3. Ultrasound- assisted emulsification microextraction for separation of trace amounts of antimony prior to FAAS determination

    International Nuclear Information System (INIS)

    We describe a simple and rapid method for the ultrasound-assisted microextraction of antimony using the solidified floating organic drop method. The effects of pH, type and volume of the extractant, time of sonication, amount of chelating agent, type and amount of surfactant were investigated and optimized. Bromopyrogollol red is acting as the chelating agent. Antimony(III) ion was extracted into finely dispersed droplets of undecanol after ion-pair formation with the water soluble chelator and the cationic detergent benzyldimethyltetradecylammonium chloride. Flame atomic absorption spectrometry was used for the detection. The resulting calibration is linear in the concentration range from 4. 0 to 900 ng mL-1 of Sb(III) with a correlation coefficient of 0. 9981. The enrichment factor is 67, the detection limit is 0. 62 ng mL-1, and the relative standard deviation is ±3. 6% (at 100 ng mL-1; for n = 10). The method was successfully applied to the determination of antimony in water samples. (author)

  4. Water fluoridation in 40 Brazilian cities: 7 year analysis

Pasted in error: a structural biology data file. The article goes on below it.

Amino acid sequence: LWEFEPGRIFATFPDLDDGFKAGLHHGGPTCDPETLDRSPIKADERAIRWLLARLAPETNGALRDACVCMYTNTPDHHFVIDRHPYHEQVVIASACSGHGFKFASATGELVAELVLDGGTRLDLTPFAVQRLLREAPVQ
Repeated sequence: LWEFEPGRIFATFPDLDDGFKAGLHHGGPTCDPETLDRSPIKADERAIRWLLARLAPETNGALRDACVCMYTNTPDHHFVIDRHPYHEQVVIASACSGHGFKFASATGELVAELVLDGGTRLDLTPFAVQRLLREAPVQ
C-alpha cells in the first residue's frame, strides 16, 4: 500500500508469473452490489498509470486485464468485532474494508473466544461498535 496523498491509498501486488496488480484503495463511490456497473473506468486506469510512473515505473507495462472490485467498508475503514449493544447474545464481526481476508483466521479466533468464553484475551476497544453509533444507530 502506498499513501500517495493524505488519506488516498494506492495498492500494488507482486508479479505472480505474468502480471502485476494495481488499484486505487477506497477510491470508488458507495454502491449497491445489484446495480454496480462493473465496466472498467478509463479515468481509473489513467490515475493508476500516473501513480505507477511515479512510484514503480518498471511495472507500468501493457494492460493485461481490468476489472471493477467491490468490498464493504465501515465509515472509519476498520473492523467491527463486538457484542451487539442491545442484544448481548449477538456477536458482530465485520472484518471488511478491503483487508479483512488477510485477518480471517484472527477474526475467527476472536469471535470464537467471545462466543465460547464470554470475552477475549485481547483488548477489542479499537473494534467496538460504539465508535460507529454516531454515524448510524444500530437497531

Directory of Open Access Journals (Sweden)

    Suzely Adas Saliba MOIMAZ

    2013-01-01

    Full Text Available Objectives Fluoride levels in the public water supplies of 40 Brazilian cities were analyzed and classified on the basis of risk/benefit balance. Material and Methods Samples were collected monthly over a seven-year period from three sites for each water supply source. The samples were analyzed in duplicate in the laboratory of the Center for Research in Public Health - UNESP using an ion analyzer coupled to a fluoride-specific electrode. Results A total of 19,533 samples were analyzed, of which 18,847 were artificially fluoridated and 686 were not artificially fluoridated. In samples from cities performing water fluoridation, 51.57% (n=9,720 had fluoride levels in the range of 0.55 to 0.84 mg F/L; 30.53% (n=5,754 were below 0.55 mg F/L and 17.90% (n=3,373 were above 0.84 mg F/L (maximum concentration=6.96 mg F/L. Most of the cities performing fluoridation that had a majority of samples with fluoride levels above the recommended parameter had deep wells and more than one source of water supply. There was some variability in the fluoride levels of samples from the same site and between collection sites in the same city. Conclusions The majority of samples from cities performing fluoridation had fluoride levels within the range that provides the best combination of risks and benefits, minimizing the risk of dental fluorosis while preventing dental caries. The conduction of studies about water distribution systems is suggested in cities with high natural fluoride concentrations in order to optimize the use of natural fluoride for fluoridation costs and avoid the risk of dental fluorosis.